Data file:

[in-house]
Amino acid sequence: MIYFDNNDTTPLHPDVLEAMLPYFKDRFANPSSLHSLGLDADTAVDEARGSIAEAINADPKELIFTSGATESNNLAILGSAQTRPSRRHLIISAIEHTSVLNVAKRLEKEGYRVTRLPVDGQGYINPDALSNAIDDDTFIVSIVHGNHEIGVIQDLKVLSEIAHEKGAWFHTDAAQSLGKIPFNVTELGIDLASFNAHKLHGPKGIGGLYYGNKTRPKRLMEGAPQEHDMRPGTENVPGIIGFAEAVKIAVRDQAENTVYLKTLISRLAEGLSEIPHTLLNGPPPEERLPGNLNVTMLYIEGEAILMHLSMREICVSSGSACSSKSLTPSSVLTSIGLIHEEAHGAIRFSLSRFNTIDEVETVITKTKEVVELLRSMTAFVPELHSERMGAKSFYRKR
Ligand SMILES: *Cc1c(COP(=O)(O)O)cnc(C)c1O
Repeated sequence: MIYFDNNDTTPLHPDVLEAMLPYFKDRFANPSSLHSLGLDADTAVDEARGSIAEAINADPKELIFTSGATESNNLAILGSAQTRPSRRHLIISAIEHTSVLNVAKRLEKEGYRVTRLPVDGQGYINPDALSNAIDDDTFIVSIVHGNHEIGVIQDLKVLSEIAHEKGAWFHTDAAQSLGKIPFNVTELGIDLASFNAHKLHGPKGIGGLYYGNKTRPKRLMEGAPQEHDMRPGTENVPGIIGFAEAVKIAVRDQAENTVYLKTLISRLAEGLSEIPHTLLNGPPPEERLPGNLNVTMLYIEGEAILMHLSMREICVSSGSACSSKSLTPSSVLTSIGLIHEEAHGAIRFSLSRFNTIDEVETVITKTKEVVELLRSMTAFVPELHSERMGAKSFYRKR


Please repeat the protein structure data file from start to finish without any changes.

[in-house]
Amino acid sequence: MIYFDNNDTTPLHPDVLEAMLPYFKDRFANPSSLHSLGLDADTAVDEARGSIAEAINADPKELIFTSGATESNNLAILGSAQTRPSRRHLIISAIEHTSVLNVAKRLEKEGYRVTRLPVDGQGYINPDALSNAIDDDTFIVSIVHGNHEIGVIQDLKVLSEIAHEKGAWFHTDAAQSLGKIPFNVTELGIDLASFNAHKLHGPKGIGGLYYGNKTRPKRLMEGAPQEHDMRPGTENVPGIIGFAEAVKIAVRDQAENTVYLKTLISRLAEGLSEIPHTLLNGPPPEERLPGNLNVTMLYIEGEAILMHLSMREICVSSGSACSSKSLTPSSVLTSIGLIHEEAHGAIRFSLSRFNTIDEVETVITKTKEVVELLRSMTAFVPELHSERMGAKSFYRKR
Ligand SMILES: *Cc1c(COP(=O)(O)O)cnc(C)c1O
Repeated sequence: MIYFDNNDTTPLHPDVLEAMLPYFKDRFANPSSLHSLGLDADTAVDEARGSIAEAINADPKELIFTSGATESNNLAILGSAQTRPSRRHLIISAIEHTSVLNVAKRLEKEGYRVTRLPVDGQGYINPDALSNAIDDDTFIVSIVHGNHEIGVIQDLKVLSEIAHEKGAWFHTDAAQSLGKIPFNVTELGIDLASFNAHKLHGPKGIGGLYYGNKTRPKRLMEGAPQEHDMRPGTENVPGIIGFAEAVKIAVRDQAENTVYLKTLISRLAEGLSEIPHTLLNGPPPEERLPGNLNVTMLYIEGEAILMHLSMREICVSSGSACSSKSLTPSSVLTSIGLIHEEAHGAIRFSLSRFNTIDEVETVITKTKEVVELLRSMTAFVPELHSERMGAKSFYRKR